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Old 02-03-2013, 06:35 PM
 
Location: Wartrace,TN
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Teenagers started hanging out, didn't buy much but drove other shoppers away.
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Old 02-03-2013, 07:58 PM
 
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The need for malls has passed its peak. On-line, phone order, and mail order shopping have become steadily more popular. Most Americans have less money to spend--average real incomes have been falling steadily for four decades (with a brief interruption in the late 90's). Housing costs have increased more quickly than nominal incomes, further eroding people's discretionary income for shopping. At the top of the income spectrum, things are different, and the high end malls aren't closing.
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Old 02-03-2013, 08:06 PM
 
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Quote:
Originally Posted by Carlite View Post
The need for malls has passed its peak. On-line, phone order, and mail order shopping have become steadily more popular. Most Americans have less money to spend--average real incomes have been falling steadily for four decades (with a brief interruption in the late 90's). Housing costs have increased more quickly than nominal incomes, further eroding people's discretionary income for shopping. At the top of the income spectrum, things are different, and the high end malls aren't closing.
Disagree. People love to shop. They love to be mixing with other people. But they hate driving to a monolith surrounded by football field sized parking lots and then walking into an completely artificial environment.

The places succeeding now, have retail, shops, bars cafes, intermixed with residences, parks, offices...in otherwords...people are crave and pay a premium to be in what we used to call a "town".
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Old 02-03-2013, 08:11 PM
 
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I think you're right that people now prefer more open, town-like shopping centers. But I believe the overall amount of retail space, at least on a per capita basis, is also shrinking, maybe somebody has some data at hand.
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Old 02-03-2013, 08:37 PM
 
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Originally Posted by Komeht View Post
Disagree. People love to shop. They love to be mixing with other people. But they hate driving to a monolith surrounded by football field sized parking lots and then walking into an completely artificial environment.
No, they don't. Especially not in winter, when the real environment stinks.
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Old 02-03-2013, 08:43 PM
 
Location: Southern California
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Quote:
Originally Posted by Wartrace View Post
Teenagers started hanging out, didn't buy much but drove other shoppers away.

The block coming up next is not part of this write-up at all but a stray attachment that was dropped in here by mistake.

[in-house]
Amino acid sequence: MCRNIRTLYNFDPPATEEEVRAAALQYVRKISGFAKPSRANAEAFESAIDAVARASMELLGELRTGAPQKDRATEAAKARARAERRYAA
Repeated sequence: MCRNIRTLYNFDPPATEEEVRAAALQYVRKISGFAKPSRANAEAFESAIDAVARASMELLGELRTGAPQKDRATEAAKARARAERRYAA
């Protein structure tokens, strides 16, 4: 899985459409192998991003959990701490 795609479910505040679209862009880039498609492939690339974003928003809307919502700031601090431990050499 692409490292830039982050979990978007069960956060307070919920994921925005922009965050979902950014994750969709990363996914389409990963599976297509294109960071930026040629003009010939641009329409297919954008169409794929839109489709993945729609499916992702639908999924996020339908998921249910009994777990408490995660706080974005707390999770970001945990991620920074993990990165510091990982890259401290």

That can't be it.

[the mall has been a teenage hangout for decades]
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Old 02-03-2013, 08:44 PM
 
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Originally Posted by nybbler View Post
No, they don't. Especially not in winter, when the real environment stinks.
Which is why, of course, indoor malls all over America are dying and town centers all over America are hugely in demand
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Old 02-03-2013, 09:54 PM
 
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Originally Posted by MIKEETC View Post
That can't be it.

[the mall has been a teenage hangout for decades]
Yes, and many a mall owner has tried to chase away the teenagers.... then wondered why the malls were dying.
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Old 02-04-2013, 05:54 PM
 
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The local mall in my hometown of Wilson, NC died because of Walmart/new strip malls that sprung in the western part of town and a decline of the area around the mall, which started in the 90s. The interesting thing is the same thing happened with downtown, which use to be thriving before I was born but died when the mall sprung up. It's kind of sad that the city can't support downtown, the mall, and some of the newer developments.
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Old 02-04-2013, 11:05 PM
 
Location: Glendale, CA
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In my neck of the woods we have an established mall (Glendale Galleria) that fought like hell against a new "lifestyle center" opening across the street (the Americana at Brand). It was a nasty political fight between the owners of the Galleria and the developer of the Americana (who also built the Grove in LA) and the voters ultimately decided the issue (Americana was barely approved).

The interesting thing that happened is that the Americana has actually stimulated traffic at both malls, with lots of people walking across the street to go from one to the other. The Americana poached the Nordstroms from the Galleria, but a Bloomingdales is taking its place. The Galleria is now going through a complete renovation from its previous 80s era tackiness.

There are even Apple Stores in both malls, across the street from each other.

The mall didn't die but actually is making itself better when forced to deal with the Lifestyle Center competition.
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